Under federal environmental law, bat species are not afforded legal protection unless covered under the federal Endangered Species Act (ESA). Under the ESA it is unlawful to take (e.g., harm, harass or kill) any federally endangered or threatened species. Examples of bat species that are covered by the ESA are the Indiana bat (endangered) and the Northern long-eared bat (threatened). Under some circumstances, the United States Fish & Wildlife Service may authorize the take of such species by issuing an Incidental Take permit.
Although other bat species that are not listed under the ESA are not afforded such legal protection, wind turbine risk to bats continues to be a focus of research and efforts to minimize such risk. In April, the Department of Energy announced funding of more than $1.75 million to examine technologies to reduce the potential impacts of wind turbines to bats. The technologies to be studied include altered textures of wind turbine coating materials that may deter bats from approaching the structures, and ultrasonic deterrents.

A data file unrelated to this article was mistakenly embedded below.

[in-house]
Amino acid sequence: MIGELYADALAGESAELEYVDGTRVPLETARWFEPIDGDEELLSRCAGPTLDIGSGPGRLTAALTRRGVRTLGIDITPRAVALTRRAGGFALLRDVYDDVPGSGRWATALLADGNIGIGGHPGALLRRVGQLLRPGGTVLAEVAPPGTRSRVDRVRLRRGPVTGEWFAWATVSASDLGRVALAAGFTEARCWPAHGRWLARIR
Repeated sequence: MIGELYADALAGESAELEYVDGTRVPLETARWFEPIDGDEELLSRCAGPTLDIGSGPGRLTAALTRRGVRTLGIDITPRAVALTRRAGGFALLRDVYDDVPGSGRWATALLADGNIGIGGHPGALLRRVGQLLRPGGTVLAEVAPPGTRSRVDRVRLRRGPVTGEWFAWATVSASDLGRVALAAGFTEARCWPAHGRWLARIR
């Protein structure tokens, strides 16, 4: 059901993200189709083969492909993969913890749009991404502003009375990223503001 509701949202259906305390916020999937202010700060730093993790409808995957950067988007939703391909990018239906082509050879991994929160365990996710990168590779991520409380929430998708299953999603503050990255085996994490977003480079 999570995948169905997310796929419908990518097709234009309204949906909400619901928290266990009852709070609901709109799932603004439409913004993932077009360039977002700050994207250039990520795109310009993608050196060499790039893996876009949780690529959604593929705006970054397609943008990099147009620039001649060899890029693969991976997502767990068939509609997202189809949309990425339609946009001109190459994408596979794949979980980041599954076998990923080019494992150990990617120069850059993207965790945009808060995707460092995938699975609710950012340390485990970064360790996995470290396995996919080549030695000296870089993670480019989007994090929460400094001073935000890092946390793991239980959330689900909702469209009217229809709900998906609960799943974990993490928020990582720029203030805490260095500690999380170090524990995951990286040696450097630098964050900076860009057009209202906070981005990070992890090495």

In September, the American Wind Energy Association (AWEA) announced the support of some of its members to voluntarily curtail wind turbines in low wind speed conditions during fall bat migration periods (generally from mid-July through mid-October). AWEA explained that the voluntary measures were developed by its Siting and Environmental Compliance Committee and are meant to be applied on a site-by-site basis to those sites where commercially feasible and where potential impacts warrant the measures. Since turbine curtailment reduces the amount of energy produced, lenders to wind projects should be aware of this possible voluntary limitation to production that may be implemented by some projects.